HP has made it as straightforward as possible to print photos without the need for a PC thanks to a 2.5 inch colour LCD and an easy to grasp interface. The speed of the menu system is definitely noteworthy; unlike other printers we've seen, scrolling through photos on an SD card or through a PictBridge camera is a very quick process. There are a multitude of editing and image options available onboard, including red eye reduction, adjusting photo brightness, adding frames and colour effects, viewing slide shows, selecting print quality and cropping images. The buttons on the front of the printer are well laid out and easy to access so utilising these functions is a hassle-free process.
If you do want to print with the aid of a PC or Macintosh computer, HP's Image Zone software and drivers allows you to do so. It took a fair while to install (about 15 minutes on our test machine), but it's worth the wait and provides plenty of printing and editing options. The Instant Share option is a useful feature; pressing this button on the printer automatically sends any photos currently selected from a card or PictBridge connection to your computer where they are ready for e-mail, the creation of online photo albums, or for burning to a CD.
The prints we produced with the Photosmart were just above average overall. They aren't bad by any means, but then again, they just don't do enough to blow your socks off. The biggest letdown is the grainy effect we discovered in most photo test prints; this was clearly visible, especially in larger prints and areas where a single colour dominated the image. Despite this weakness, the detail level of the Photosmart 8230 is especially good and it produces excellent colour saturation in most images.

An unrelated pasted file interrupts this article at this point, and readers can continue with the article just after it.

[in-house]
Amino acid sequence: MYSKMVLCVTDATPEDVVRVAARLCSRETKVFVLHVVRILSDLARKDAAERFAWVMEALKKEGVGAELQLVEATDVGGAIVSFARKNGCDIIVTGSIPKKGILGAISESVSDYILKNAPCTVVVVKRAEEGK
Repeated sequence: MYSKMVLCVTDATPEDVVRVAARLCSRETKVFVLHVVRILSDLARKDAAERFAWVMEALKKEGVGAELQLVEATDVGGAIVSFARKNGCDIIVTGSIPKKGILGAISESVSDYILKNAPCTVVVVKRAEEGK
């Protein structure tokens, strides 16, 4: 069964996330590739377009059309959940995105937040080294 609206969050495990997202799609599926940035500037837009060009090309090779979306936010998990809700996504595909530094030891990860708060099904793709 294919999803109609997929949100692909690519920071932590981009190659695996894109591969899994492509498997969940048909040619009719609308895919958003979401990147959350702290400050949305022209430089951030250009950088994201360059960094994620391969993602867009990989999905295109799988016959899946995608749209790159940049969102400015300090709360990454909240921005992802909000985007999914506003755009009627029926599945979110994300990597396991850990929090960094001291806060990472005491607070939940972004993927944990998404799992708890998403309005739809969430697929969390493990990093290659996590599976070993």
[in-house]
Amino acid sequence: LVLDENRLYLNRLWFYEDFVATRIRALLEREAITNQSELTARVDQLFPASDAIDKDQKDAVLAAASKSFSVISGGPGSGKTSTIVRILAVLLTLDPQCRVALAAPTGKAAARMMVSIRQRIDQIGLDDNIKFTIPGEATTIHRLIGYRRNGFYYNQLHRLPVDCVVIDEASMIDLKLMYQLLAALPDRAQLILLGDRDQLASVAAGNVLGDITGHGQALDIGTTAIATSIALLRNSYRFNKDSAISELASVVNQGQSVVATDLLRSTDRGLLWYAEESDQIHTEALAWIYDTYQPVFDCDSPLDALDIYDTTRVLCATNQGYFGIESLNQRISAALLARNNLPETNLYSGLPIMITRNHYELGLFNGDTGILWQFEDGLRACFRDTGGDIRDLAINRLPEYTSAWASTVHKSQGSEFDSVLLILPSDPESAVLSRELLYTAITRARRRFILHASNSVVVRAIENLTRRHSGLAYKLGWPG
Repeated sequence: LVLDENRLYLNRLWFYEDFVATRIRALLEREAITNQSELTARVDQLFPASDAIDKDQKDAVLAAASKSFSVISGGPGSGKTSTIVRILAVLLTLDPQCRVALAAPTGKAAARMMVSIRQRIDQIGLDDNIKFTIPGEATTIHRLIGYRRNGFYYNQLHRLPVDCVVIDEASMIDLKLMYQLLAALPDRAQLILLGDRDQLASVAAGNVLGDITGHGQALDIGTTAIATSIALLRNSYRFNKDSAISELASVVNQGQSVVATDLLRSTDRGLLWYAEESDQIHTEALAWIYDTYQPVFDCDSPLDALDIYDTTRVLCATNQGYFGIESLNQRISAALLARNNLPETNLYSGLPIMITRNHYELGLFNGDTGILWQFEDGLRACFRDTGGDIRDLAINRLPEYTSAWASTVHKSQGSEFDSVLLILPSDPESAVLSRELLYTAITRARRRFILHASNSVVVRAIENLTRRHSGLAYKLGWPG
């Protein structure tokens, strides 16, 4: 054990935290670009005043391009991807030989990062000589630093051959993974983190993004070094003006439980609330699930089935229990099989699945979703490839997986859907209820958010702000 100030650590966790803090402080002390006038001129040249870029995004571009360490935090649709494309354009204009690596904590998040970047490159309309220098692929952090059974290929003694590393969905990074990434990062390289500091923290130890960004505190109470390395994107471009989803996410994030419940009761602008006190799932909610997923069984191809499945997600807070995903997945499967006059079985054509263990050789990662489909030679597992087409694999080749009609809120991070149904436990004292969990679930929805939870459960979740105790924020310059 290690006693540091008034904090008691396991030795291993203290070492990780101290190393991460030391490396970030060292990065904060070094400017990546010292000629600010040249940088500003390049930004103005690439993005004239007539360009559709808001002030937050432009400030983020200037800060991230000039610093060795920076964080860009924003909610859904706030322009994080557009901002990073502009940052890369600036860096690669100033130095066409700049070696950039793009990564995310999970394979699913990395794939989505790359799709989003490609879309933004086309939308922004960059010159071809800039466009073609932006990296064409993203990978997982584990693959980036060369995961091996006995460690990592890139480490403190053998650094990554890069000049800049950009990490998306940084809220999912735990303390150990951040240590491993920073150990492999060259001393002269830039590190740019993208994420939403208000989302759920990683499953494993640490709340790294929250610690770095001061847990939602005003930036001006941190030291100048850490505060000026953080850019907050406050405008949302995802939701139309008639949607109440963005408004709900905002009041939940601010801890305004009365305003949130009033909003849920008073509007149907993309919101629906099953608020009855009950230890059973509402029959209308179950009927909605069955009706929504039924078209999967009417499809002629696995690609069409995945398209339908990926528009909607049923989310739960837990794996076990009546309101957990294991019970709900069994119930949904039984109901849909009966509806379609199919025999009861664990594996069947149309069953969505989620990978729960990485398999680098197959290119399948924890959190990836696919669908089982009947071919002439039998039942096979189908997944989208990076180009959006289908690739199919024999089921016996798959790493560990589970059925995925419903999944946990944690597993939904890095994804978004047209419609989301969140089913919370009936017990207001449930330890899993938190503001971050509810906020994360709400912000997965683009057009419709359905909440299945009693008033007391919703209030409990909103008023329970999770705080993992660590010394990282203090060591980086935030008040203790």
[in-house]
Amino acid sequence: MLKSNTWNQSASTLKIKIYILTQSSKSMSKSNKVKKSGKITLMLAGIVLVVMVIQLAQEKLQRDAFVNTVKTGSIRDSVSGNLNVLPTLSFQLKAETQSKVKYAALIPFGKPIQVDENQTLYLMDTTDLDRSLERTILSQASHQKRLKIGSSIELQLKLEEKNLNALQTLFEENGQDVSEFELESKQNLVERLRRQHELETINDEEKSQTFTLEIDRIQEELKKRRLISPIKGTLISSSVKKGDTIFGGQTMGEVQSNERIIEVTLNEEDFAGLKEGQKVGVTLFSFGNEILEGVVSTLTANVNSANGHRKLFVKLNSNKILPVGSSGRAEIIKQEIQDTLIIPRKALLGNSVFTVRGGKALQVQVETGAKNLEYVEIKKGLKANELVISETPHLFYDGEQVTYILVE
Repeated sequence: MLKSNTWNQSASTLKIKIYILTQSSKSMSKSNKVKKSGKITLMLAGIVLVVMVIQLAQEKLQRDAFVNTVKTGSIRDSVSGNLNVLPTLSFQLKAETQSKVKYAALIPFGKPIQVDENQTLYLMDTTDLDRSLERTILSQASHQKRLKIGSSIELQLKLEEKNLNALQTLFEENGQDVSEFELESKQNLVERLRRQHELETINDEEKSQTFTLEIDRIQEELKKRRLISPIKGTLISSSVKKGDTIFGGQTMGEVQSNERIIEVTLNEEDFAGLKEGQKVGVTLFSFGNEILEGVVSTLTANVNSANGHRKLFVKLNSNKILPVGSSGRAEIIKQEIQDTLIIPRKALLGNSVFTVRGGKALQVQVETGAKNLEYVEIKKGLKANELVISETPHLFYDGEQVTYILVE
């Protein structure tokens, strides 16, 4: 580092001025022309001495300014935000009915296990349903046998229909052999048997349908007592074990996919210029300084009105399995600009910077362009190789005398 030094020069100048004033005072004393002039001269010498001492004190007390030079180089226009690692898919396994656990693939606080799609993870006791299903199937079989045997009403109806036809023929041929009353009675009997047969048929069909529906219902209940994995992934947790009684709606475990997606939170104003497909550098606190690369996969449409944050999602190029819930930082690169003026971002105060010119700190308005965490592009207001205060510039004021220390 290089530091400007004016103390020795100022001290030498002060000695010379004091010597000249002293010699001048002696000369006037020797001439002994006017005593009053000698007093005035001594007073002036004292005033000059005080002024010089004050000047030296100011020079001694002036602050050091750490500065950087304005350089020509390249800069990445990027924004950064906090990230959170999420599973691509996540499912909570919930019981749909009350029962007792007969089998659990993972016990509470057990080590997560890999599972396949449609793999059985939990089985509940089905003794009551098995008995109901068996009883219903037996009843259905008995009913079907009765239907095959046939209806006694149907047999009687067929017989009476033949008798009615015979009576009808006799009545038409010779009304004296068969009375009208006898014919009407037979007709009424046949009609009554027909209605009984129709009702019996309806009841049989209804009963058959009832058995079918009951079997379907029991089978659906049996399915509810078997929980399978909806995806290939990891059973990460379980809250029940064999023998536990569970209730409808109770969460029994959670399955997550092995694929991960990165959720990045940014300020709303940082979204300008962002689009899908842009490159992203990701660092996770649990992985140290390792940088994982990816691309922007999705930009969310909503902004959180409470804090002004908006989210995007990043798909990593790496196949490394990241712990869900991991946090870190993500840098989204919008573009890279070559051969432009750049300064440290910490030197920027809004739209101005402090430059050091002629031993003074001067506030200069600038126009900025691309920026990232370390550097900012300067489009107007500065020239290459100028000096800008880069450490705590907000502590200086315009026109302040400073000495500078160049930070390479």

Monochrome text prints were average, although the Photosmart 8230 does tend to struggle with lines. There were visible jagged edges and slight banding, although the latter isn't too much of a concern. High quality monochrome text prints were much better than their economy counterparts, with far clearer text patterns; although this is to be expected.
Ink and Cartridges
The Photosmart 8230 utilses a reservoir ink tank system fed from six separate cartridges (Black, Cyan, Light Cyan, Magenta, Light Magenta and Yellow). According to HP, this new system enables the printer to recycle excess ink, such as the ink that is used during print head alignment and cleaning, meaning it saves you ink and money.
Like most HP printers, cartridges for the Photosmart 8230 are fairly expensive; the Black commanding an RRP of $30.95 and the other five colour ink tanks $16.95. However from mid-June HP will sell a Photo Pack for the Photosmart 8230 which will contain a set of six cartridges and 150 sheets of Advanced Photo Paper for $75. This equates to 50 cents per 4 x 6 photo, which is slightly above average but still fairly competitive.
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GGG Evaluation Team
For work use, Microsoft Word and Excel programs pre-installed on the device are adequate for preparing short documents.
The Fujitsu LifeBook UH574 allowed for great mobility without being obnoxiously heavy or clunky. Its twelve hours of battery life did not disappoint.
The screen was particularly good. It is bright and visible from most angles, however heat is an issue, particularly around the Windows button on the front, and on the back where the battery housing is located.
My first impression after unboxing the Q702 is that it is a nice looking unit. Styling is somewhat minimalist but very effective. The tablet part, once detached, has a nice weight, and no buttons or switches are located in awkward or intrusive positions.